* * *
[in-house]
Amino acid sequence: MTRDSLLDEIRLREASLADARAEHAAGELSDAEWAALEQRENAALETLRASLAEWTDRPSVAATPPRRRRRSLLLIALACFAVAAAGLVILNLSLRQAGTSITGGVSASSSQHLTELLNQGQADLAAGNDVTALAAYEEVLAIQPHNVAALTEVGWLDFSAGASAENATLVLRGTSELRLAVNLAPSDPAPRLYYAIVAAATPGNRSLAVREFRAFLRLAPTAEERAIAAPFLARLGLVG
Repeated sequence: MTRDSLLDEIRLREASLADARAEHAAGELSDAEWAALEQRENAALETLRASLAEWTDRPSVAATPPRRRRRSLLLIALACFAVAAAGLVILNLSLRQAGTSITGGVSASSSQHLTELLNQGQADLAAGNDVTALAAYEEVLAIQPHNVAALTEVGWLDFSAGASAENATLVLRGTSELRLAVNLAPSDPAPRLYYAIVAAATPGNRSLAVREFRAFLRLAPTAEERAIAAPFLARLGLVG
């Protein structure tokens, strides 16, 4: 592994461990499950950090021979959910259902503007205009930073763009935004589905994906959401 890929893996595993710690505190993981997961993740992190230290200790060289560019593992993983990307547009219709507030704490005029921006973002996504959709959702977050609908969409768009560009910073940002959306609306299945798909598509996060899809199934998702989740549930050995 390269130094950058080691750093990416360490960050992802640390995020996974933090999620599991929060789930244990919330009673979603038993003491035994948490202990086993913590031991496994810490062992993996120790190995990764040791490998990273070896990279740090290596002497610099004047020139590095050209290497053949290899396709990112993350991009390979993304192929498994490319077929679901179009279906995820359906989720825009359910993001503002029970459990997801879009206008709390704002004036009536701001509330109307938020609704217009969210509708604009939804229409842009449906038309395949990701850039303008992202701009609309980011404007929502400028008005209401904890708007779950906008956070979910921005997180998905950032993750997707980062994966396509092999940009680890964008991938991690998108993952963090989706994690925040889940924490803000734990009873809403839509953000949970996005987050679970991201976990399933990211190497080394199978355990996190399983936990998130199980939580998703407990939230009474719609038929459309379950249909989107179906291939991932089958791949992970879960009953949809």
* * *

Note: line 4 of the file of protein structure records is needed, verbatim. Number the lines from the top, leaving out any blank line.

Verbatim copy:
């Protein structure tokens, strides 16, 4: 592994461990499950950090021979959910259902503007205009930073763009935004589905994906959401 890929893996595993710690505190993981997961993740992190230290200790060289560019593992993983990307547009219709507030704490005029921006973002996504959709959702977050609908969409768009560009910073940002959306609306299945798909598509996060899809199934998702989740549930050995 390269130094950058080691750093990416360490960050992802640390995020996974933090999620599991929060789930244990919330009673979603038993003491035994948490202990086993913590031991496994810490062992993996120790190995990764040791490998990273070896990279740090290596002497610099004047020139590095050209290497053949290899396709990112993350991009390979993304192929498994490319077929679901179009279906995820359906989720825009359910993001503002029970459990997801879009206008709390704002004036009536701001509330109307938020609704217009969210509708604009939804229409842009449906038309395949990701850039303008992202701009609309980011404007929502400028008005209401904890708007779950906008956070979910921005997180998905950032993750997707980062994966396509092999940009680890964008991938991690998108993952963090989706994690925040889940924490803000734990009873809403839509953000949970996005987050679970991201976990399933990211190497080394199978355990996190399983936990998130199980939580998703407990939230009474719609038929459309379950249909989107179906291939991932089958791949992970879960009953949809």